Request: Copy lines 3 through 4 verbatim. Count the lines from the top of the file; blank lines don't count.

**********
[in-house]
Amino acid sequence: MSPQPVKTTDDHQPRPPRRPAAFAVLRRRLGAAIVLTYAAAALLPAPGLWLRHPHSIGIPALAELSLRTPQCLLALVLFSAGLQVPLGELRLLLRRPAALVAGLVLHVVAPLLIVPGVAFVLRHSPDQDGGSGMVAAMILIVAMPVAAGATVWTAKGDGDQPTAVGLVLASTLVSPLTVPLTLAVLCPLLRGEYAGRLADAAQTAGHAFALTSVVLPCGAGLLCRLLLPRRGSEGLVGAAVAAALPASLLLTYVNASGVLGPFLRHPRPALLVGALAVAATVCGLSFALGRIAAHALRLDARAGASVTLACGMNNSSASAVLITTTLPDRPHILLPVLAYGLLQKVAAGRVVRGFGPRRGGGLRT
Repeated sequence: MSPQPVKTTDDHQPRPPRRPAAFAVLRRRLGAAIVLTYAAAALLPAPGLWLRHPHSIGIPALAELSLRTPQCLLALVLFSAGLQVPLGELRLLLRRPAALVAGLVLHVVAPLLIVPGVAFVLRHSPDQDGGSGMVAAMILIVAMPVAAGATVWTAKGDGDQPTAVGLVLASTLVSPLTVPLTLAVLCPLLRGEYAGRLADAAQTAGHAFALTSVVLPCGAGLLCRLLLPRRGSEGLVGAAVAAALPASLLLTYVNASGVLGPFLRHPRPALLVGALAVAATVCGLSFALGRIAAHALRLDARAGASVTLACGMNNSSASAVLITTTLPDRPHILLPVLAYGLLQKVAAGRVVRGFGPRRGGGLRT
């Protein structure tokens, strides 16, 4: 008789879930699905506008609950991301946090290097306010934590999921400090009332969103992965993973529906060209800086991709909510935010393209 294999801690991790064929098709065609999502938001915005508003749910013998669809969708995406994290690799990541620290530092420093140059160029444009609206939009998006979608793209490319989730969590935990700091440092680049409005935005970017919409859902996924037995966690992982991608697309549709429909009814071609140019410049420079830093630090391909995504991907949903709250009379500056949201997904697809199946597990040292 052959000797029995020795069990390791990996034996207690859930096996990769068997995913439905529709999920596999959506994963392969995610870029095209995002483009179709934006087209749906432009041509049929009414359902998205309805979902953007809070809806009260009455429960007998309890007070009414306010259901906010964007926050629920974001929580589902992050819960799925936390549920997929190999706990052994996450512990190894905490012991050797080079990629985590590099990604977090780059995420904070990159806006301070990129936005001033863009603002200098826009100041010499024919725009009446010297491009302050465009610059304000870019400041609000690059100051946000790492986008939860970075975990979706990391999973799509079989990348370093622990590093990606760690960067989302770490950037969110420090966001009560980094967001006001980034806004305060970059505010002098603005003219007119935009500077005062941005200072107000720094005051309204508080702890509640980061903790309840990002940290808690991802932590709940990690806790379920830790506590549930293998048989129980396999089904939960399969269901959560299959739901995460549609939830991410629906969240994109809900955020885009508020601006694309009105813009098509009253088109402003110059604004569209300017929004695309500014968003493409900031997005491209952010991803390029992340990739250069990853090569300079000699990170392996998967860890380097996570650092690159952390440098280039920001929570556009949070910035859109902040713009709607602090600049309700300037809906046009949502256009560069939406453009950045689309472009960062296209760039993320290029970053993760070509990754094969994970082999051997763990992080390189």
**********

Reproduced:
Repeated sequence: MSPQPVKTTDDHQPRPPRRPAAFAVLRRRLGAAIVLTYAAAALLPAPGLWLRHPHSIGIPALAELSLRTPQCLLALVLFSAGLQVPLGELRLLLRRPAALVAGLVLHVVAPLLIVPGVAFVLRHSPDQDGGSGMVAAMILIVAMPVAAGATVWTAKGDGDQPTAVGLVLASTLVSPLTVPLTLAVLCPLLRGEYAGRLADAAQTAGHAFALTSVVLPCGAGLLCRLLLPRRGSEGLVGAAVAAALPASLLLTYVNASGVLGPFLRHPRPALLVGALAVAATVCGLSFALGRIAAHALRLDARAGASVTLACGMNNSSASAVLITTTLPDRPHILLPVLAYGLLQKVAAGRVVRGFGPRRGGGLRT
């Protein structure tokens, strides 16, 4: 008789879930699905506008609950991301946090290097306010934590999921400090009332969103992965993973529906060209800086991709909510935010393209 294999801690991790064929098709065609999502938001915005508003749910013998669809969708995406994290690799990541620290530092420093140059160029444009609206939009998006979608793209490319989730969590935990700091440092680049409005935005970017919409859902996924037995966690992982991608697309549709429909009814071609140019410049420079830093630090391909995504991907949903709250009379500056949201997904697809199946597990040292 052959000797029995020795069990390791990996034996207690859930096996990769068997995913439905529709999920596999959506994963392969995610870029095209995002483009179709934006087209749906432009041509049929009414359902998205309805979902953007809070809806009260009455429960007998309890007070009414306010259901906010964007926050629920974001929580589902992050819960799925936390549920997929190999706990052994996450512990190894905490012991050797080079990629985590590099990604977090780059995420904070990159806006301070990129936005001033863009603002200098826009100041010499024919725009009446010297491009302050465009610059304000870019400041609000690059100051946000790492986008939860970075975990979706990391999973799509079989990348370093622990590093990606760690960067989302770490950037969110420090966001009560980094967001006001980034806004305060970059505010002098603005003219007119935009500077005062941005200072107000720094005051309204508080702890509640980061903790309840990002940290808690991802932590709940990690806790379920830790506590549930293998048989129980396999089904939960399969269901959560299959739901995460549609939830991410629906969240994109809900955020885009508020601006694309009105813009098509009253088109402003110059604004569209300017929004695309500014968003493409900031997005491209952010991803390029992340990739250069990853090569300079000699990170392996998967860890380097996570650092690159952390440098280039920001929570556009949070910035859109902040713009709607602090600049309700300037809906046009949502256009560069939406453009950045689309472009960062296209760039993320290029970053993760070509990754094969994970082999051997763990992080390189």